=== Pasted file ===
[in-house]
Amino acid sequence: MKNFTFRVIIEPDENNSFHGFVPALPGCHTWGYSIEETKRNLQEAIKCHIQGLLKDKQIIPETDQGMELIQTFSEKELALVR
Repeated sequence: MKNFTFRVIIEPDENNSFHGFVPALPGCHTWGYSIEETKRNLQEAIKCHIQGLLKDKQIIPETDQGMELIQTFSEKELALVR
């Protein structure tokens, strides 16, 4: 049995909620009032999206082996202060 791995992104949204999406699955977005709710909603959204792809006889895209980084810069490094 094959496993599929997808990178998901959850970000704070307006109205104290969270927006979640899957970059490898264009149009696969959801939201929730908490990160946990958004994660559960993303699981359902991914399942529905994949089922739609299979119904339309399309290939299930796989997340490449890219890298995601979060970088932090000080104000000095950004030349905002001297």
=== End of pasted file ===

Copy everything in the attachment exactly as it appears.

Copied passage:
[in-house]
Amino acid sequence: MKNFTFRVIIEPDENNSFHGFVPALPGCHTWGYSIEETKRNLQEAIKCHIQGLLKDKQIIPETDQGMELIQTFSEKELALVR
Repeated sequence: MKNFTFRVIIEPDENNSFHGFVPALPGCHTWGYSIEETKRNLQEAIKCHIQGLLKDKQIIPETDQGMELIQTFSEKELALVR
């Protein structure tokens, strides 16, 4: 049995909620009032999206082996202060 791995992104949204999406699955977005709710909603959204792809006889895209980084810069490094 094959496993599929997808990178998901959850970000704070307006109205104290969270927006979640899957970059490898264009149009696969959801939201929730908490990160946990958004994660559960993303699981359902991914399942529905994949089922739609299979119904339309399309290939299930796989997340490449890219890298995601979060970088932090000080104000000095950004030349905002001297």